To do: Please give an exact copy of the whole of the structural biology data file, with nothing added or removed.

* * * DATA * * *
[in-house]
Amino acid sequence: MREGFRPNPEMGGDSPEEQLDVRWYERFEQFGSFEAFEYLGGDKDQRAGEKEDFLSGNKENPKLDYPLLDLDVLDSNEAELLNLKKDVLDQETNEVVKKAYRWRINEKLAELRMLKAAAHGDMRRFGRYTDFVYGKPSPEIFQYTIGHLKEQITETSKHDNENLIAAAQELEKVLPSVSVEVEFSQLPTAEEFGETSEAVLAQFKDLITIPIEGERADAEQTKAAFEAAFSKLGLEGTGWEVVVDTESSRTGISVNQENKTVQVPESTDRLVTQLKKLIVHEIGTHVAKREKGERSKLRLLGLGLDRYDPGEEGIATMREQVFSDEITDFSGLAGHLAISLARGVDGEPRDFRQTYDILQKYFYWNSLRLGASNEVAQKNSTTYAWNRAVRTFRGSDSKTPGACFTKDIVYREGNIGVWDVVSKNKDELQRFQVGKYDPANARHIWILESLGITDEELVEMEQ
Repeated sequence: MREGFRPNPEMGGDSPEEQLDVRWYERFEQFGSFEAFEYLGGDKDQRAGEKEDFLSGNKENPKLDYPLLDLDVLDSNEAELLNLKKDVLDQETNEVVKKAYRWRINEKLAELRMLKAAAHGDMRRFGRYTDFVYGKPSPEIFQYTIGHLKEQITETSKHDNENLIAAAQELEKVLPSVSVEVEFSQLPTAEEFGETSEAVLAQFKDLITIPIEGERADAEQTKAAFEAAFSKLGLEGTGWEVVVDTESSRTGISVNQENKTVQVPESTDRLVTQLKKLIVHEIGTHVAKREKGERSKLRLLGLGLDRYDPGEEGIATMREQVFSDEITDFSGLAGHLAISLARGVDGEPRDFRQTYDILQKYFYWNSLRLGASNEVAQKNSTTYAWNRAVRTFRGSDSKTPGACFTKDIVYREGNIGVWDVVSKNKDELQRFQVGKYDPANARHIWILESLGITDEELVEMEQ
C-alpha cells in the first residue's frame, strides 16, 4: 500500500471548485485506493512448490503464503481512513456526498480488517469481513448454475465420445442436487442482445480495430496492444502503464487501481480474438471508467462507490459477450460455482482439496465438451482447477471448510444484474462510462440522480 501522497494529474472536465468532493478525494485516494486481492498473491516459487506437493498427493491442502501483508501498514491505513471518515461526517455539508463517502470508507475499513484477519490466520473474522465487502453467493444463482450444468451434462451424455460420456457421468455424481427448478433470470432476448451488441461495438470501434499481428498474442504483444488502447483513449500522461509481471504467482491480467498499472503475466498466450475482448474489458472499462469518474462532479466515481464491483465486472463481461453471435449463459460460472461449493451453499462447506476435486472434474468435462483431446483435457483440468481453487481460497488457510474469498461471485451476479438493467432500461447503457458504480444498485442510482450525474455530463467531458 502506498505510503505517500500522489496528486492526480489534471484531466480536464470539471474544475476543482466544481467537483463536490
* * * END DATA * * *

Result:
[in-house]
Amino acid sequence: MREGFRPNPEMGGDSPEEQLDVRWYERFEQFGSFEAFEYLGGDKDQRAGEKEDFLSGNKENPKLDYPLLDLDVLDSNEAELLNLKKDVLDQETNEVVKKAYRWRINEKLAELRMLKAAAHGDMRRFGRYTDFVYGKPSPEIFQYTIGHLKEQITETSKHDNENLIAAAQELEKVLPSVSVEVEFSQLPTAEEFGETSEAVLAQFKDLITIPIEGERADAEQTKAAFEAAFSKLGLEGTGWEVVVDTESSRTGISVNQENKTVQVPESTDRLVTQLKKLIVHEIGTHVAKREKGERSKLRLLGLGLDRYDPGEEGIATMREQVFSDEITDFSGLAGHLAISLARGVDGEPRDFRQTYDILQKYFYWNSLRLGASNEVAQKNSTTYAWNRAVRTFRGSDSKTPGACFTKDIVYREGNIGVWDVVSKNKDELQRFQVGKYDPANARHIWILESLGITDEELVEMEQ
Repeated sequence: MREGFRPNPEMGGDSPEEQLDVRWYERFEQFGSFEAFEYLGGDKDQRAGEKEDFLSGNKENPKLDYPLLDLDVLDSNEAELLNLKKDVLDQETNEVVKKAYRWRINEKLAELRMLKAAAHGDMRRFGRYTDFVYGKPSPEIFQYTIGHLKEQITETSKHDNENLIAAAQELEKVLPSVSVEVEFSQLPTAEEFGETSEAVLAQFKDLITIPIEGERADAEQTKAAFEAAFSKLGLEGTGWEVVVDTESSRTGISVNQENKTVQVPESTDRLVTQLKKLIVHEIGTHVAKREKGERSKLRLLGLGLDRYDPGEEGIATMREQVFSDEITDFSGLAGHLAISLARGVDGEPRDFRQTYDILQKYFYWNSLRLGASNEVAQKNSTTYAWNRAVRTFRGSDSKTPGACFTKDIVYREGNIGVWDVVSKNKDELQRFQVGKYDPANARHIWILESLGITDEELVEMEQ
C-alpha cells in the first residue's frame, strides 16, 4: 500500500471548485485506493512448490503464503481512513456526498480488517469481513448454475465420445442436487442482445480495430496492444502503464487501481480474438471508467462507490459477450460455482482439496465438451482447477471448510444484474462510462440522480 501522497494529474472536465468532493478525494485516494486481492498473491516459487506437493498427493491442502501483508501498514491505513471518515461526517455539508463517502470508507475499513484477519490466520473474522465487502453467493444463482450444468451434462451424455460420456457421468455424481427448478433470470432476448451488441461495438470501434499481428498474442504483444488502447483513449500522461509481471504467482491480467498499472503475466498466450475482448474489458472499462469518474462532479466515481464491483465486472463481461453471435449463459460460472461449493451453499462447506476435486472434474468435462483431446483435457483440468481453487481460497488457510474469498461471485451476479438493467432500461447503457458504480444498485442510482450525474455530463467531458 502506498505510503505517500500522489496528486492526480489534471484531466480536464470539471474544475476543482466544481467537483463536490